Overwhelming your baby is one of the biggest and most common mistakes new signing parents make. Parents begin with far too many signs all at once and confuse their baby. In turn, parents also stress themselves out because they can’t recall the signs, can’t use them enough so that baby remembers them, and baby is left with a stressed parent who eventually gives up quitting before they’ve been given a fair shot at success.
When you start signing, limit the number of signs to just a handful. Choose only signs which have a direct and immediate impact on your baby’s life. More on this throughout the book, but for now just know that you can do too much, too early. Baby sign language is not a more is better sort of thing – at least at the start. In most cases 5-10 signs is the proper amount of signs to start with. When baby signs one of these back, simply add one new sign to replace that one which has been successfully added to their vocabulary. Naturally, you continue to keep using all the signs that your baby does to keep them fresh, if not they will be forgotten. So in theory, you are only working on say 5-6 signs in addition to the signs your baby already knows. This system makes it certain that you and your baby won’t be overwhelmed. It means you only need to commit to memory a few signs at a time instead of an entire library worth. By the time your baby has picked up the signs you have chosen for them, you will have had plenty of time to memorize the signs yourself first. I can guarantee that your baby will be a slower learner than you which should relieving a lot of the fear you might have as you tackle signing.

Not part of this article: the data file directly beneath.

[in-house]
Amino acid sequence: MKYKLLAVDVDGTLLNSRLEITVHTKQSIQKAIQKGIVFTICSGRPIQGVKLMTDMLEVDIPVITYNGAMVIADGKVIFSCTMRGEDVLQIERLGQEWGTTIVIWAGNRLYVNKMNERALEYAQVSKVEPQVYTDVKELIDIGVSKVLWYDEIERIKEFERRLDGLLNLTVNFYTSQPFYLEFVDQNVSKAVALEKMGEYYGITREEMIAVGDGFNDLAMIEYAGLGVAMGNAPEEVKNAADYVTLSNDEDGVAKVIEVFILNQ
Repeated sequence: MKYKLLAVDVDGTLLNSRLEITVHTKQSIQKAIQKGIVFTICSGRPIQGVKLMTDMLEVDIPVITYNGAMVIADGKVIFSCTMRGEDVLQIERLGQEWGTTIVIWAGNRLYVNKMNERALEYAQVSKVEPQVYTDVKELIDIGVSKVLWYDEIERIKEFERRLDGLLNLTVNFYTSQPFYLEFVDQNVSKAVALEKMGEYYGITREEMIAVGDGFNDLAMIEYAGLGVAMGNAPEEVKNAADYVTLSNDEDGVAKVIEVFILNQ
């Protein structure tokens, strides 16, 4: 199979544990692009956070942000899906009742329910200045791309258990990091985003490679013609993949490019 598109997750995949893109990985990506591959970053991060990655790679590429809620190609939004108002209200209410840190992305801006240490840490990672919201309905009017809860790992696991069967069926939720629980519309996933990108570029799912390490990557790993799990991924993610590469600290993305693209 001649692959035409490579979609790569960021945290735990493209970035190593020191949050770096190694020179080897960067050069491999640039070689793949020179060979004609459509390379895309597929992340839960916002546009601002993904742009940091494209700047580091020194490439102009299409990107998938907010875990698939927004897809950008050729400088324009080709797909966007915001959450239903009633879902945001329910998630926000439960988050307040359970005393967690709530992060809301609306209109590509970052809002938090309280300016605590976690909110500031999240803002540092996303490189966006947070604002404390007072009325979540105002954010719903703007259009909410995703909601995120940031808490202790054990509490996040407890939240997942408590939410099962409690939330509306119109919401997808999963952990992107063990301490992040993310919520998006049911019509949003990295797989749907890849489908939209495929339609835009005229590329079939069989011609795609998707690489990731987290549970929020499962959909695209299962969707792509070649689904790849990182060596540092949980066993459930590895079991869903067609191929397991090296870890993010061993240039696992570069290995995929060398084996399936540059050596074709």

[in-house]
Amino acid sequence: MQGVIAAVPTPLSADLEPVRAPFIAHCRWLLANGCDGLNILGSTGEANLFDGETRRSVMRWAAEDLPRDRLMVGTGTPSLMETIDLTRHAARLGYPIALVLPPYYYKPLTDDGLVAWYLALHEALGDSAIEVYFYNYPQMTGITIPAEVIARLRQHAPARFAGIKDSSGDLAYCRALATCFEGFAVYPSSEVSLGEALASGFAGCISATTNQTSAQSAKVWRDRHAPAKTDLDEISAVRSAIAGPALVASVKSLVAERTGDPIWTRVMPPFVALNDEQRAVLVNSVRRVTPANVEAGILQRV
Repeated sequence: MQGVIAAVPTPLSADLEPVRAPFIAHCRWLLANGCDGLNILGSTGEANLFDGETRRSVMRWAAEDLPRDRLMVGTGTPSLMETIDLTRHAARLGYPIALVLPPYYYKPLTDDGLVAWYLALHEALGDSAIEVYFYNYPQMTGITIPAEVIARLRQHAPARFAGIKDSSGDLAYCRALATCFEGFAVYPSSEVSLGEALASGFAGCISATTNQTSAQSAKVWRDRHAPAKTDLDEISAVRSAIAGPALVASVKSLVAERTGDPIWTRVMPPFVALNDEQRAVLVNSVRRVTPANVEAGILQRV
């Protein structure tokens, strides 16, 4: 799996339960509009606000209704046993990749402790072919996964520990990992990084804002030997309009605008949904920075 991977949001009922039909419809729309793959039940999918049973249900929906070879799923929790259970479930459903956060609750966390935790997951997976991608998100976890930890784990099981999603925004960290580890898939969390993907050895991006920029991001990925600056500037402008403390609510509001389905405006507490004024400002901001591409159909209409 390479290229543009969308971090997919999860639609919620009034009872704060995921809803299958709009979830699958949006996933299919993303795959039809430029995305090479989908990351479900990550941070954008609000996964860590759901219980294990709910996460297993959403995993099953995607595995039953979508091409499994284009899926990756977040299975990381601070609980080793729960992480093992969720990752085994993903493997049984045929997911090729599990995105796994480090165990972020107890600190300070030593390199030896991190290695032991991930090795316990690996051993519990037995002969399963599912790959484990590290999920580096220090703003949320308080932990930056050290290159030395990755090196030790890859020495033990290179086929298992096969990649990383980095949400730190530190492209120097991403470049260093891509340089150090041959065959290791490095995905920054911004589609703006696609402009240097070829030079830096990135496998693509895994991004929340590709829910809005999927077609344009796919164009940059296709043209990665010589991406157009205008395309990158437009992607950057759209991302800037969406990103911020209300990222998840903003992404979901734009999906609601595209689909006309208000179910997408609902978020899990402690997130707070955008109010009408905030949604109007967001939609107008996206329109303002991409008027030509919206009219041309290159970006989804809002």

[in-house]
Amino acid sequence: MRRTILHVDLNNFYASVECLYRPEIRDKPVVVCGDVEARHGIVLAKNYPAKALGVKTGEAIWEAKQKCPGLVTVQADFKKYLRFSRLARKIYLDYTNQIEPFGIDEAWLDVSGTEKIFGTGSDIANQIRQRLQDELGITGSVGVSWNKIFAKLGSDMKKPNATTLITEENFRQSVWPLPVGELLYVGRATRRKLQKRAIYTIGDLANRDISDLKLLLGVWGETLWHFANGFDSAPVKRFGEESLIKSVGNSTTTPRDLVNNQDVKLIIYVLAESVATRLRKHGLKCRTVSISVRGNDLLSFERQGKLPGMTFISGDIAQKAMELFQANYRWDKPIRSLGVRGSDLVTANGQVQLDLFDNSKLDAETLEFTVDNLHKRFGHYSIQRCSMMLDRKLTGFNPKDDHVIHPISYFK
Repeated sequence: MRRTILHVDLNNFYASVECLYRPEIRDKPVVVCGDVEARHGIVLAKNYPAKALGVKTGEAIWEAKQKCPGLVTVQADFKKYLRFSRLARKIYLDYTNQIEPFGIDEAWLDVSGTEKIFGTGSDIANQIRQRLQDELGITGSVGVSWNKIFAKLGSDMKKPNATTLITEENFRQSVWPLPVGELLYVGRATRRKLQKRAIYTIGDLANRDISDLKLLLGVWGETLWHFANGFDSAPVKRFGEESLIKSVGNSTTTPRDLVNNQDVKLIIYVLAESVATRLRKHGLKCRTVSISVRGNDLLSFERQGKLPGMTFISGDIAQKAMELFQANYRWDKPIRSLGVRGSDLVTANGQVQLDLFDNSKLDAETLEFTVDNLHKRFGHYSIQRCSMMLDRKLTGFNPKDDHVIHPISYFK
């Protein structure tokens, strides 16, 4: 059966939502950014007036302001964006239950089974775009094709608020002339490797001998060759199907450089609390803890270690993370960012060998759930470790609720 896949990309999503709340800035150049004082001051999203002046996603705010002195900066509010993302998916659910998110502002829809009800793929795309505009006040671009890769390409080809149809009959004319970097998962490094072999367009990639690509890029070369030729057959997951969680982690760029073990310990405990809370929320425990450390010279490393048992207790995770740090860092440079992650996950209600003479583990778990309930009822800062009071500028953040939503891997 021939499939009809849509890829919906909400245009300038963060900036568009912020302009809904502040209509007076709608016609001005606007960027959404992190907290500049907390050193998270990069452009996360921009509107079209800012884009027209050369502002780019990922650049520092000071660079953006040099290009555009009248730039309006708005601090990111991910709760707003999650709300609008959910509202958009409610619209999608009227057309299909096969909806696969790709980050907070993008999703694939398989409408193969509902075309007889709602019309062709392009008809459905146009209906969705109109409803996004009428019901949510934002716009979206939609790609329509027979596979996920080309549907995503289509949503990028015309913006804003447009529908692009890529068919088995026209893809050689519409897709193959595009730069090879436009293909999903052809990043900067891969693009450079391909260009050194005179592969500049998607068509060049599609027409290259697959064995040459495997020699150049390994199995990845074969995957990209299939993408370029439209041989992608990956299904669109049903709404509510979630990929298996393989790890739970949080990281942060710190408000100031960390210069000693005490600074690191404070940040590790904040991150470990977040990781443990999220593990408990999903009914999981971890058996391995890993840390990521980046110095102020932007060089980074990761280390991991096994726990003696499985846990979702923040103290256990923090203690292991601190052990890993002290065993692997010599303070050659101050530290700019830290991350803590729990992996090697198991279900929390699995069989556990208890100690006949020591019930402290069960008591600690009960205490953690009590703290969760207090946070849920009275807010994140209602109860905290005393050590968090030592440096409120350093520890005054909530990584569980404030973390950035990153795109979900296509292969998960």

Above: Courtney and Holden goofing around with the alphabet!